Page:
“Amazingly Poor Judgement”: Robert Sam Anson in Cambodia, August 1970

Today's post was written by David Langbart, archivist in Textual Reference at the National Archives in College Park, MD Noted journalist Robert Sam Anson died on November 2, 2020.  The obituaries printed in The New York Times and The Washington Post mentioned that he was captured and held by Communist forces in Cambodia while covering … Continue reading “Amazingly Poor Judgement”: Robert Sam Anson in Cambodia, August 1970

Chuck Yeager – Evader, March 1944

Today's post was written by David Langbart, archivist in Textual Reference at the National Archives in College Park, MD Noted aviator Charles E. (Chuck) Yeager died on December 7.  He is best remembered for piloting the Bell X-1 rocket plane in 1947 when it became the first human-controlled aircraft to break the sound barrier.  That … Continue reading Chuck Yeager – Evader, March 1944

Khrushchev’s Secret Speech, 1956

Today's post was written by David Langbart, archivist in Textual Reference at the National Archives at College Park, MD. Josef Stalin presided over the Union of Soviet Socialist Republics (U.S.S.R.) from 1928 until he died in March 1953. (See this post for a humorous reaction to his death.) His standing in the U.S.S.R. at the … Continue reading Khrushchev’s Secret Speech, 1956

The Incarceration of E.E. Cummings and William Slater Brown in France during World War I as Reflected in Department of State Records: Part II – William Slater Brown

Today's post was written by David Langbart, archivist in Textual Reference at the National Archives at College Park. The previous post described the French internment of E.E. Cummings and William Slater Brown during World War I because of the latter's comments in letters home.  It ended with the release of Cummings and his return to … Continue reading The Incarceration of E.E. Cummings and William Slater Brown in France during World War I as Reflected in Department of State Records: Part II – William Slater Brown

The Incarceration of E.E. Cummings and William Slater Brown in France during World War I as Reflected in Department of State Records: Part I – E.E. Cummings

Today's post was written by David Langbart, archivist in Textual Reference at the National Archives at College Park. E.E. Cummings (Edward Estlin Cummings) is widely regarded as one of America's greatest poets.  A 1915 graduate of Harvard University, during World War I he volunteered for the ambulance service operated by the American Red Cross in … Continue reading The Incarceration of E.E. Cummings and William Slater Brown in France during World War I as Reflected in Department of State Records: Part I – E.E. Cummings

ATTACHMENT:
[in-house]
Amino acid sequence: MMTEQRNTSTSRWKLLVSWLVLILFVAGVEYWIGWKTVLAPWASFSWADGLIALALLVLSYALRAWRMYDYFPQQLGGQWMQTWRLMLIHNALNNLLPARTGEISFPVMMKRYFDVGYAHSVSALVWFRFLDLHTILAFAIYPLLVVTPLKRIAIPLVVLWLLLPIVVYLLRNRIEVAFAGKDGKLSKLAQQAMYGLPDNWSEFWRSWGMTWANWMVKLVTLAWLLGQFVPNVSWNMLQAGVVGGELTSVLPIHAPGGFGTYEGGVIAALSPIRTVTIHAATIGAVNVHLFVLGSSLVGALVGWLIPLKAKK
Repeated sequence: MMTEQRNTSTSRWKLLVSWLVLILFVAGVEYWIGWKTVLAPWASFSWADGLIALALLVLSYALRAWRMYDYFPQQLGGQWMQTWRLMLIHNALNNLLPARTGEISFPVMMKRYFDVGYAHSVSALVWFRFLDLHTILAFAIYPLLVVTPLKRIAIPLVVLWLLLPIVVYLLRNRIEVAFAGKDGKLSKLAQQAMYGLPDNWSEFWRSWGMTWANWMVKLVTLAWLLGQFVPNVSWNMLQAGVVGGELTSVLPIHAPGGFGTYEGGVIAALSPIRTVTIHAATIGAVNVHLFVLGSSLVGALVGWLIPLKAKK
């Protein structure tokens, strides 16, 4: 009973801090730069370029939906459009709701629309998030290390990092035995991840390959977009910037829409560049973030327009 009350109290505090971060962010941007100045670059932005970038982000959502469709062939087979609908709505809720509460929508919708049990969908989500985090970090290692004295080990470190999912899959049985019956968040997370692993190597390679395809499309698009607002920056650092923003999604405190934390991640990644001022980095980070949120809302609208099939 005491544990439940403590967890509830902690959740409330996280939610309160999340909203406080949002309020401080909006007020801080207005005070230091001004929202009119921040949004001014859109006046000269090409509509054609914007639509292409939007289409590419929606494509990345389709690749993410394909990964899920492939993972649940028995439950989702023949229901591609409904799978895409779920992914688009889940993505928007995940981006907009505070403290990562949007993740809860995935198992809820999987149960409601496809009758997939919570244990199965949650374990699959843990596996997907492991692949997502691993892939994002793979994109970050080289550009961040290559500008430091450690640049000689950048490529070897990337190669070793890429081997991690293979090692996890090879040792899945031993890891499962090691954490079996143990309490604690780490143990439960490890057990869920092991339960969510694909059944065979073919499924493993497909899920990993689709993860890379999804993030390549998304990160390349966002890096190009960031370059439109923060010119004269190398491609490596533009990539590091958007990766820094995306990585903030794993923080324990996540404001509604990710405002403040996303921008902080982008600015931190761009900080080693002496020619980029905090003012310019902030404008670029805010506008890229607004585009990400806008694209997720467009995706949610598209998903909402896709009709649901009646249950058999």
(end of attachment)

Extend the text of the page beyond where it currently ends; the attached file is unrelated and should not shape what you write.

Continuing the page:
Foreign Reaction to Reforming the Supreme Court, 1937

Today's post was written by David Langbart, archivist in Textual Reference at the National Archives at College Park. Franklin D. Roosevelt began his second term in office on January 20, 1937, the first President inaugurated on that day and month.  In February, reflecting his frustration with the Supreme Court's numerous negative decisions on New Deal … Continue reading Foreign Reaction to Reforming the Supreme Court, 1937

Women in Diplomatic Service, 1924

Today's post was written by David Langbart, archivist in Textual Reference at the National Archives at College Park Until 1922, neither the United States nor Great Britain included women in their diplomatic services.  There was a major difference, however, in the practices of the two countries.  In the United States it was by tradition; in … Continue reading Women in Diplomatic Service, 1924

FDR and Diplomatic Security, 1935

Today's post was written by David Langbart, archivist in the Textual Records Division at the National Archives at College Park. The October 1935 issue of The Atlantic Monthly included an article entitled "Worse Than Arnold" by Burton J. Hendrick.   That article was a preview from Hendrick's book The Lees of Virginia.  Hendrick, a graduate of … Continue reading FDR and Diplomatic Security, 1935

The Resurrection of World War II Lend-Lease Records on the USSR: A Story in Seven Parts

Today's post was written by David Langbart, archivist in the Textual Records Division at the National Archives at College Park. Among the records of the Foreign Economic Administration (RG 169) in the National Archives are microfilms of the files of the USSR Branch of that agency.  The records constitute the primary policy and subject files … Continue reading The Resurrection of World War II Lend-Lease Records on the USSR: A Story in Seven Parts

An American Car on the Road in the USSR, 1972

Today's post was written by David Langbart, archivist in the Textual Records Division at the National Archives at College Park. The tight restrictions on travelers in the USSR closed more than 97% of that country to most foreigners.  The travel restrictions particularly affected diplomats from the Western Powers.  Nevertheless, from time to time, staff of … Continue reading An American Car on the Road in the USSR, 1972